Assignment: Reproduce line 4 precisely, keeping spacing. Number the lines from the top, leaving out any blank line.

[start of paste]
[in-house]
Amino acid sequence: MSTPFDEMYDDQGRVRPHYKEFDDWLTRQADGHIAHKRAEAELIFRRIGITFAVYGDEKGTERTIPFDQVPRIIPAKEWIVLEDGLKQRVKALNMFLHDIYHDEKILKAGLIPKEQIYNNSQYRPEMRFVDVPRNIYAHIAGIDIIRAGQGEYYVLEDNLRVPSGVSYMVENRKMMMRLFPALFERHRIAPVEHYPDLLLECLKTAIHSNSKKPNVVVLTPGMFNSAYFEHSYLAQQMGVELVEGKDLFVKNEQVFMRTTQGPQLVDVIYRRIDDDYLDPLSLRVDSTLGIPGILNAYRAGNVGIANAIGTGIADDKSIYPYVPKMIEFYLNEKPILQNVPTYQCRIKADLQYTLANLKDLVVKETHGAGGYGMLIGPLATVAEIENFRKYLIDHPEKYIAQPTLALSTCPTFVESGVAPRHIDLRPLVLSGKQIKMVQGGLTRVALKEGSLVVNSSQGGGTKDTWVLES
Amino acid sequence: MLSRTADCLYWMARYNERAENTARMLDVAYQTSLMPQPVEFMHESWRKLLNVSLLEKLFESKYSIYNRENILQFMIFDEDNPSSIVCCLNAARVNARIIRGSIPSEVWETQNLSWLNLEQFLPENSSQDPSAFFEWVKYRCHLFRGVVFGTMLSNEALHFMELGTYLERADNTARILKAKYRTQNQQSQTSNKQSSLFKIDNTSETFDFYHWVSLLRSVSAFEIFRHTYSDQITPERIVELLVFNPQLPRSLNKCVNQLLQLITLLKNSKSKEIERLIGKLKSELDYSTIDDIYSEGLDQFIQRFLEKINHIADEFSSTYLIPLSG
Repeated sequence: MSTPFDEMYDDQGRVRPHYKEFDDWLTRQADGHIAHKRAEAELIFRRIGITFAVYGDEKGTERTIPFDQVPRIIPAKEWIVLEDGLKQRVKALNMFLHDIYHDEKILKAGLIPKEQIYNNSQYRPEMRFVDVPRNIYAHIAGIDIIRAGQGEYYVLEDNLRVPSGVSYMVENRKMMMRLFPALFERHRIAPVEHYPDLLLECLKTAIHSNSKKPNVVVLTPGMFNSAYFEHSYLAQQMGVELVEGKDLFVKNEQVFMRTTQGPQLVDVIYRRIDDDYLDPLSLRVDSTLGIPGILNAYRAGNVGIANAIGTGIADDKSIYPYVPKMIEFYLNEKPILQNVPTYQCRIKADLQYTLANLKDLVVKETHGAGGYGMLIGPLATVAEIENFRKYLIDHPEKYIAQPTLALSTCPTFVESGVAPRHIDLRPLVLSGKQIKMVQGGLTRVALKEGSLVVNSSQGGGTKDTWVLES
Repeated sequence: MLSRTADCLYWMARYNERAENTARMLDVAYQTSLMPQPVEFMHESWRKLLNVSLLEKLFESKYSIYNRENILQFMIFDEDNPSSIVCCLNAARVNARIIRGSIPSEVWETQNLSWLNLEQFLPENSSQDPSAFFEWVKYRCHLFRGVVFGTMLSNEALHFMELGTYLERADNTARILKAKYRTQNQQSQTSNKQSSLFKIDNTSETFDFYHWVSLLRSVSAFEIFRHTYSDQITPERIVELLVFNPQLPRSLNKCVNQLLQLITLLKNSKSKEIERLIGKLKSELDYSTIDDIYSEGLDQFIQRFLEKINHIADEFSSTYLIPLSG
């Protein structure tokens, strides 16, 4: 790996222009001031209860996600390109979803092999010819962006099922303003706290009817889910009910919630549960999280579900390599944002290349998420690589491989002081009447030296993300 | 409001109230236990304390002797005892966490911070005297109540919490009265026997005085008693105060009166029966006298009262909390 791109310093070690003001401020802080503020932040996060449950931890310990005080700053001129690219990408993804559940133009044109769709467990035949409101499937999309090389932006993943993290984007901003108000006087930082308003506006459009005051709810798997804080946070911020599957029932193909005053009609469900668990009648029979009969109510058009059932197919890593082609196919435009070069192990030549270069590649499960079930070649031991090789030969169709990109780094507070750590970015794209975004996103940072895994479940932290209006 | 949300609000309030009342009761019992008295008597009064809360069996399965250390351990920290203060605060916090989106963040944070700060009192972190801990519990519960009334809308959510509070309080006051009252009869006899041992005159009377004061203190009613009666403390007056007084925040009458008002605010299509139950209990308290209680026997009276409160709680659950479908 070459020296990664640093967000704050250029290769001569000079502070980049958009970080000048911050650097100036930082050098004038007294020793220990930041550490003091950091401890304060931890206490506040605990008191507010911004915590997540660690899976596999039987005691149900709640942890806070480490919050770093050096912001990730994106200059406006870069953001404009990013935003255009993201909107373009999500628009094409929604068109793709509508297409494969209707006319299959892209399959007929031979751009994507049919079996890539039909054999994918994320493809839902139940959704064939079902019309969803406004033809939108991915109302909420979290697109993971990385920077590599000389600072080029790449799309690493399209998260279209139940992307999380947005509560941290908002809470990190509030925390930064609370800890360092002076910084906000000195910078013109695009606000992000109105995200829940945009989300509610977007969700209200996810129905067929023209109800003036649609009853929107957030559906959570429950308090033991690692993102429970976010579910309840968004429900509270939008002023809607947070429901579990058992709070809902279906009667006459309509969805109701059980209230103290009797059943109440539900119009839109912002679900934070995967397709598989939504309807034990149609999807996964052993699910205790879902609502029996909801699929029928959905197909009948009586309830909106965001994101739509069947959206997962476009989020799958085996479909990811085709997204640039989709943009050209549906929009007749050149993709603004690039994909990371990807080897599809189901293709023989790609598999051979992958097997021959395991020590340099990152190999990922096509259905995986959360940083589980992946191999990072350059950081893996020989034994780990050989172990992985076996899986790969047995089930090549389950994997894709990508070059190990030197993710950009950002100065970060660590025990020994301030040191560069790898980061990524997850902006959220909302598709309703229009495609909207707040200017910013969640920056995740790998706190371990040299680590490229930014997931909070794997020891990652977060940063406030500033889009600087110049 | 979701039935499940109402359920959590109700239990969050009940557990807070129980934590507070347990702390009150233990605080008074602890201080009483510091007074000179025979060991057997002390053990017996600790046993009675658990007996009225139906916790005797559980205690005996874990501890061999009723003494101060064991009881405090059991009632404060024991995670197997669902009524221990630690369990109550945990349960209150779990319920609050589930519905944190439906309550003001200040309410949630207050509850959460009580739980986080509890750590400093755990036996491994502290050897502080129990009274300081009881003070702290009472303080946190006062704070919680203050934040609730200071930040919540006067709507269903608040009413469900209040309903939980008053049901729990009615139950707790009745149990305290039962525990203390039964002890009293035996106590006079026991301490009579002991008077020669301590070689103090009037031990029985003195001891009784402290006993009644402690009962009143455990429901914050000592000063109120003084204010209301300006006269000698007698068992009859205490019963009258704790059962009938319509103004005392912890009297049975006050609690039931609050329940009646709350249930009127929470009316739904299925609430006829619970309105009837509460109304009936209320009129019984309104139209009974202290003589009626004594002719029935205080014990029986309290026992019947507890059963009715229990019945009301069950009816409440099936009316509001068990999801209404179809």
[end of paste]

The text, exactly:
Repeated sequence: MSTPFDEMYDDQGRVRPHYKEFDDWLTRQADGHIAHKRAEAELIFRRIGITFAVYGDEKGTERTIPFDQVPRIIPAKEWIVLEDGLKQRVKALNMFLHDIYHDEKILKAGLIPKEQIYNNSQYRPEMRFVDVPRNIYAHIAGIDIIRAGQGEYYVLEDNLRVPSGVSYMVENRKMMMRLFPALFERHRIAPVEHYPDLLLECLKTAIHSNSKKPNVVVLTPGMFNSAYFEHSYLAQQMGVELVEGKDLFVKNEQVFMRTTQGPQLVDVIYRRIDDDYLDPLSLRVDSTLGIPGILNAYRAGNVGIANAIGTGIADDKSIYPYVPKMIEFYLNEKPILQNVPTYQCRIKADLQYTLANLKDLVVKETHGAGGYGMLIGPLATVAEIENFRKYLIDHPEKYIAQPTLALSTCPTFVESGVAPRHIDLRPLVLSGKQIKMVQGGLTRVALKEGSLVVNSSQGGGTKDTWVLES